Addressing the controversy over President Trump’s call to the family of a U.S. service member killed in Niger, White House Chief of Staff John Kelly gave a heartrending description of the process and rituals the armed services follow when notifying families of fallen soldiers.
It was a vivid reminder of the pain and sacrifice endured by these families that continues long after the death of their loved ones. As a nation, we owe these families not just our gratitude and support, but also honesty about how and why their service member was killed.
A movie released recently, “Thank You For Your Service,” provides another good example. It is a moving film showing these men cope with Post Traumatic Stress Disorder, Traumatic Brain Injuries and the guilt and shame and longing that have mixed with courage and sacrifice and heroism on every battlefield since the human epoch began.
The film, based on a book by David Finkel, is understated and beautifully acted. It tells the story of the real-life Sgt. Adam Schumann and his struggles to readjust to civilian life after returning home from Iraq. In life and in the film, Schumann is haunted by the death of James Doster, the soldier who took Schumann’s place on a patrol and was killed.
“Thank You For Your Service” is not about the war itself, but is instead a meditation on its aftermath and neither the book on which it is based nor the film adaption can be blamed for focusing on its central characters’ battles to adjust to civilian life stateside. Movies and books cannot always be comprehensive. Yet in telling this story, it is also important that Americans know the truth about the death of James Doster.
News accounts of Doster’s death say that he was killed in a “roadside bombing” by an “improvised explosive device.” One is left to presume that unspecified Iraqi insurgents were responsible for his death, but the roadside bomb that killed him — the one that still haunts Adam Schumann — was not likely “improvised” at all. Based on the location of the attack, it was probably an ‘explosively formed penetrator’ or EFP — designed and likely manufactured by Iran’s Islamic Revolutionary Guard Corps.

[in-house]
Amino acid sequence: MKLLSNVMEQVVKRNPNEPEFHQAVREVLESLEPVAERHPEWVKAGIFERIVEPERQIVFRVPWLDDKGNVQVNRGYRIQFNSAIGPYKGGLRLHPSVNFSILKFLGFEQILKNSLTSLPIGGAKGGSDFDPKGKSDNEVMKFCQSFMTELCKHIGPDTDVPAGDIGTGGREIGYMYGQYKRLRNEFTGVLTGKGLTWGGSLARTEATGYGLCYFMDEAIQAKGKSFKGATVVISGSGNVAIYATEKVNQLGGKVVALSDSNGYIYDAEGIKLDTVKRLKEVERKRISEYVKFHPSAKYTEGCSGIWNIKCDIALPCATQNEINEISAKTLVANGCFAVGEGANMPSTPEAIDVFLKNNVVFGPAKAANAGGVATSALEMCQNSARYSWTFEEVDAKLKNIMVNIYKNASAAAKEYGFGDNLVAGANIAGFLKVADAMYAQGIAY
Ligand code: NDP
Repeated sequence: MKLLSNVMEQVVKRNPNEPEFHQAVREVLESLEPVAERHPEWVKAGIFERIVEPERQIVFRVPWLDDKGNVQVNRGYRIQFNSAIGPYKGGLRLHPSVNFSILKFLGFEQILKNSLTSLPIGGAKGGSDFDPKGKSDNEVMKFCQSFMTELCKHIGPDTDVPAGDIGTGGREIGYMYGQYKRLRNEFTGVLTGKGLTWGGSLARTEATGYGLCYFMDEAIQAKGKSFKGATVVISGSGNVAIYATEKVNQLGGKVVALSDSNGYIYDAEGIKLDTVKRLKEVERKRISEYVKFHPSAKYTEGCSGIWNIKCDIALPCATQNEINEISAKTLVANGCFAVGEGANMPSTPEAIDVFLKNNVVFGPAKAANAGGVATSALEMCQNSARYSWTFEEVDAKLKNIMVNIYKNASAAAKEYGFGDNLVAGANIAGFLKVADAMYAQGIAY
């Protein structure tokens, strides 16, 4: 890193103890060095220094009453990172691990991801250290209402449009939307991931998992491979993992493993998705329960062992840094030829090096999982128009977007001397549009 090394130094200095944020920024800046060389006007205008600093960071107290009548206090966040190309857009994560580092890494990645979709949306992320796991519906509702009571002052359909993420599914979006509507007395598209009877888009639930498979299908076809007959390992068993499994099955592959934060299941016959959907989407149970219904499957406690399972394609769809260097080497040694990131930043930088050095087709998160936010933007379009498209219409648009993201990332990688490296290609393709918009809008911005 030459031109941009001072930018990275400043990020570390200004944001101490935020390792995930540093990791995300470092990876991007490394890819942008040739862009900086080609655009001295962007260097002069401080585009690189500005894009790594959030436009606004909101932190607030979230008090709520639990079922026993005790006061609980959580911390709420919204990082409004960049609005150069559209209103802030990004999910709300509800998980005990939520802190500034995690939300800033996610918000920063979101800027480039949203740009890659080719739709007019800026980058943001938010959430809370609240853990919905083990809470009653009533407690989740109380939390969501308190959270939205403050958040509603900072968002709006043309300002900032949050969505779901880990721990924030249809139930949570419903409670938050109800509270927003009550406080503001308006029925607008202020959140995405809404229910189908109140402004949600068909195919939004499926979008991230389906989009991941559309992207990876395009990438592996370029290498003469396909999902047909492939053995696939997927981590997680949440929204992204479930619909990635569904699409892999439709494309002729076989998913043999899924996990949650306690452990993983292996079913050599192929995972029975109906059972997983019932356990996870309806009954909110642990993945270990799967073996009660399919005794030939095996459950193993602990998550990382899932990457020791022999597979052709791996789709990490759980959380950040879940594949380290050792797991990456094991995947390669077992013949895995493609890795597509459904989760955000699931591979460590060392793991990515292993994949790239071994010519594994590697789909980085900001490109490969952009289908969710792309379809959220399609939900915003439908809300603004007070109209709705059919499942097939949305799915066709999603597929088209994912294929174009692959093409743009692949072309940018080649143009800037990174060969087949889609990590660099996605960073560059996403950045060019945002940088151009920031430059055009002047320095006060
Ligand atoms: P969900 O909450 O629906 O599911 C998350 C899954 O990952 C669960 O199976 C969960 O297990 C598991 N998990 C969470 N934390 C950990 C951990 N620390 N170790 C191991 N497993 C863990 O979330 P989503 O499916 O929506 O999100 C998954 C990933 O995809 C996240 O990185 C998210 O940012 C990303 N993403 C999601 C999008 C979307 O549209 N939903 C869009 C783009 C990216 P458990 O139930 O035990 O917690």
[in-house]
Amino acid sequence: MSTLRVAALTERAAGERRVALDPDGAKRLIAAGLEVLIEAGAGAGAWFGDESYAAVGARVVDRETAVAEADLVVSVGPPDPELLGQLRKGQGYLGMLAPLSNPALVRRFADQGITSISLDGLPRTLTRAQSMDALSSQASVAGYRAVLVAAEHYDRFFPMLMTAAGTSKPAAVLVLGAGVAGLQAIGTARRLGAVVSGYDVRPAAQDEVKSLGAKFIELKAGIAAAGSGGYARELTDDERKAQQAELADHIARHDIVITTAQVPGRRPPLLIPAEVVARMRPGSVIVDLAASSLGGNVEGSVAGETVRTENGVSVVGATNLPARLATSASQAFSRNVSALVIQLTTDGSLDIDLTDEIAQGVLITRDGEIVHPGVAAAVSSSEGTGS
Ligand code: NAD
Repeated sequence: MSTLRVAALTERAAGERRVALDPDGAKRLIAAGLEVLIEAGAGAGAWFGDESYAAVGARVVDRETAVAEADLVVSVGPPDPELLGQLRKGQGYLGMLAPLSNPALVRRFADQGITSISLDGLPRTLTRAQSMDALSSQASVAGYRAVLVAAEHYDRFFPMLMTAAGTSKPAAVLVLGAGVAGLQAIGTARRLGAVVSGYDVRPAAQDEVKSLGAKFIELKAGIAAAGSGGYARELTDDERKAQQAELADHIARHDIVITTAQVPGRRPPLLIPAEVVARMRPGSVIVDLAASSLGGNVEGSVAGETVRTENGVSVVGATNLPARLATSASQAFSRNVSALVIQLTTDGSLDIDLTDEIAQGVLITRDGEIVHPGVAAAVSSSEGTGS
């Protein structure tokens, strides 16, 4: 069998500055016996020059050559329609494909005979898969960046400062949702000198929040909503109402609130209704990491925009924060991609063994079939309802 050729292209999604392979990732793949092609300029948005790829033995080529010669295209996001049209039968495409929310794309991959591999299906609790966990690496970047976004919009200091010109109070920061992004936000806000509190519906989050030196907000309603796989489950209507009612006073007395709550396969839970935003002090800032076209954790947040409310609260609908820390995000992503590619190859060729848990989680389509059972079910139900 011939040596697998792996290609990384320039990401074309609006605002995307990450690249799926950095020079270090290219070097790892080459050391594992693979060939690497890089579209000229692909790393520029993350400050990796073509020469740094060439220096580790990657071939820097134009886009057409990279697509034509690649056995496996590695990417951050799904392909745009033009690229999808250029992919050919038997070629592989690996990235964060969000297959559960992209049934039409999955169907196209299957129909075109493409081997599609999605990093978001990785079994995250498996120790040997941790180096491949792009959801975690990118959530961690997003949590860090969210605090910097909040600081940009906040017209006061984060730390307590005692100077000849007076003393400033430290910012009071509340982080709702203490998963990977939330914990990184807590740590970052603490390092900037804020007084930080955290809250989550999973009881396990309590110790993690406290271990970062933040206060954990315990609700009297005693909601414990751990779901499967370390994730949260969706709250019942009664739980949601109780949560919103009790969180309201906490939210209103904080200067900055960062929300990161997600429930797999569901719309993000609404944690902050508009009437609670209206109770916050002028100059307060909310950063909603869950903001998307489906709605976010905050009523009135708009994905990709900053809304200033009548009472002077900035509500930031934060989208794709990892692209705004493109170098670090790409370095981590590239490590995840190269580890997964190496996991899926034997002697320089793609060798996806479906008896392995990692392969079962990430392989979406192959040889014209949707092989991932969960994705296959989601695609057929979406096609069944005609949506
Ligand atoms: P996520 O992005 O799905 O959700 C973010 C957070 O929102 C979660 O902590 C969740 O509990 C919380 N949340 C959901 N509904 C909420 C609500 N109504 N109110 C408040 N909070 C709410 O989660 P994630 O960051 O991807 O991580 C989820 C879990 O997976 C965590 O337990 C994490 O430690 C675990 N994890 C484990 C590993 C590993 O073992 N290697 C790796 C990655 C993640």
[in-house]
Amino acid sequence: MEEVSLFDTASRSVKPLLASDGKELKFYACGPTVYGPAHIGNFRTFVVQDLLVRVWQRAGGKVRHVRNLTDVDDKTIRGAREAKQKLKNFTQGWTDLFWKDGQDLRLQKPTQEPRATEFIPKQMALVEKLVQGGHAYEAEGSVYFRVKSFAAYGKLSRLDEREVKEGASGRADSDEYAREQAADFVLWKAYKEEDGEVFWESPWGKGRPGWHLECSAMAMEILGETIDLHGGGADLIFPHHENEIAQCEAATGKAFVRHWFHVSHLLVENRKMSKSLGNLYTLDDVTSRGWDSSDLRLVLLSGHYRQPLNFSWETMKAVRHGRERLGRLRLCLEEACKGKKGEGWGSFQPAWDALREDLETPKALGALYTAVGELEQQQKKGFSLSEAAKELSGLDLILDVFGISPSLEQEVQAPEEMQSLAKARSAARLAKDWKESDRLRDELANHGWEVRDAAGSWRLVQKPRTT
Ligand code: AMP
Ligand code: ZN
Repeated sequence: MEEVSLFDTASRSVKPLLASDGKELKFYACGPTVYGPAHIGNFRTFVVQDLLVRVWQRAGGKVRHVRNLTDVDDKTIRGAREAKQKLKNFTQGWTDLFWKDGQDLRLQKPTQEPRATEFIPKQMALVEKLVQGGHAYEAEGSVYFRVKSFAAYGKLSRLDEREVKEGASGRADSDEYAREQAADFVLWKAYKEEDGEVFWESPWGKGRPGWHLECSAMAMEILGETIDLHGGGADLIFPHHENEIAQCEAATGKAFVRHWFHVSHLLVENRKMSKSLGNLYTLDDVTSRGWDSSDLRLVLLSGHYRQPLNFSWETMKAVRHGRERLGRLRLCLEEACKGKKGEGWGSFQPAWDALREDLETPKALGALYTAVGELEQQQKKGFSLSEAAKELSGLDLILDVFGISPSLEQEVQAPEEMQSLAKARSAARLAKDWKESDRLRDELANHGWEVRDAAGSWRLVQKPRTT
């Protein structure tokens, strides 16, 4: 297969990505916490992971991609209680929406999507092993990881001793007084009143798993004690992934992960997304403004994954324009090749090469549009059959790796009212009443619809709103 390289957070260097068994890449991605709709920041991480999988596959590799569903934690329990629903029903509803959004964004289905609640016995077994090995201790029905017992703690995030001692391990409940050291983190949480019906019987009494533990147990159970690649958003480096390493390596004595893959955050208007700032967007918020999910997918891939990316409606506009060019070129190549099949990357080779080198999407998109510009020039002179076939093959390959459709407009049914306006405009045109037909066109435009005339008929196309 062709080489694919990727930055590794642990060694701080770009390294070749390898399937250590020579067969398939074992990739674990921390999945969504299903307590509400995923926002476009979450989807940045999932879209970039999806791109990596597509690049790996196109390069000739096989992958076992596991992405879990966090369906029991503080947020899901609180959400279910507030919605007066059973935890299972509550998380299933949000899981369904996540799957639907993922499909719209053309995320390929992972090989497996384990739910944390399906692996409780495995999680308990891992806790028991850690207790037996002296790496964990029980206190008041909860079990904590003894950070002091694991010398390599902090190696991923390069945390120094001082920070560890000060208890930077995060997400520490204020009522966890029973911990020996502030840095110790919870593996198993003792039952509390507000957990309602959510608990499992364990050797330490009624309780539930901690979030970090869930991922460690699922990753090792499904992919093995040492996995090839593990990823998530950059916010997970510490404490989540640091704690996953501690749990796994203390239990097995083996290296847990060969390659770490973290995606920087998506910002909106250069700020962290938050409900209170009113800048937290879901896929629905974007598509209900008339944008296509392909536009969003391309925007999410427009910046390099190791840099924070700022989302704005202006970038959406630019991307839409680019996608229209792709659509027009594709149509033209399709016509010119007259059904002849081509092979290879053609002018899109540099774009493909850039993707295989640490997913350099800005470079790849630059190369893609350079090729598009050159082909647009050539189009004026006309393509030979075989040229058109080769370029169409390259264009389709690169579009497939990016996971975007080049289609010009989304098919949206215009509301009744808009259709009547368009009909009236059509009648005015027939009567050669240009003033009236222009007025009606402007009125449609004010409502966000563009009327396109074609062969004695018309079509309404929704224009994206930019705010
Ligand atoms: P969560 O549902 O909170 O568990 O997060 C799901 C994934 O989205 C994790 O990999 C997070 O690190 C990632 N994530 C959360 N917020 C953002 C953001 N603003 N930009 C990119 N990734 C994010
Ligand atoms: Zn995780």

These EFPs were sophisticated explosives that used a molten copper slug to devastate armored Humvees and were even capable of breaching the hulls of tanks. The Iranian military helped to develop and deliver these devices into the hands of Iraqi insurgents and even train them in their use.
According to intelligence assessments, at least 500 American military deaths in Iraq and Afghanistan were directly linked to Iran. In spite of this, Iran’s central role in targeting American service members in Iraq has been downplayed for years. At first, the fog of war obscured Iran’s complicity. Then the deteriorating security situation and an increasingly unpopular war necessitated that the surge of U.S. forces focus on Sunni extremists like Al Qaeda in Iraq, leaving Iran for another day. In the Obama years, Americans’ blood on Iranian hands became an obstacle to diplomacy and improved relations.
In short, there have always been reasons to look the other way, to ignore Iran’s responsibility for countless American deaths and injuries. Always, regardless of command, regardless of party, our government found strategic reasons to change the subject and do nothing about it.
The late California senator Hiram Johnson is often credited with the statement that “the first casualty, when war comes, is truth.” In Iraq, a multitude of casualties came first and the truth is still waiting.
The Global War on Terror. The Forever War. Whatever we choose to call it: it cannot be fought, let alone won, until we have the truth and the truth starts with a proper accounting of Iran’s central role in the suffering inflicted on our fellow Americans, what General Kelly aptly termed “that selfless devotion” that brought so many of our best men and women to die on dusty, garbage-strewn roads that became makeshift battlefields. We owe these service members and their families more than gratitude, we owe them that accounting.
Gary M. Osen litigates terrorist financing, state-sponsored terrorism and U.S. anti-terrorism law cases in federal courts. He served as lead trial counsel in the landmark Linde v. Arab Bank, Plc case, which resulted in the first, and still only, jury verdict against a financial institution under the U.S. Anti-Terrorism Act. For Gary’s work on that matter, he was named one of Public Justice’s Trial Lawyers of the Year in 2016. Gary currently serves as co-lead counsel in five major terrorism-related cases pending in federal courts: Karcher v. Iran; Freeman v. HSBC Holdings Plc, et al.; Shaffer v. Deutsche Bank AG; Strauss v. Crédit Lyonnais, S.A. and Weiss v. National Westminster Bank Plc. The New York Times has recognized Gary as "an internationally consulted legal authority on terror financing." Businessweek has also noted that "Osen is doing what good lawyers do: capitalize on how jurisprudence evolves to fit the times." To read more of his reports — Click Here Now.
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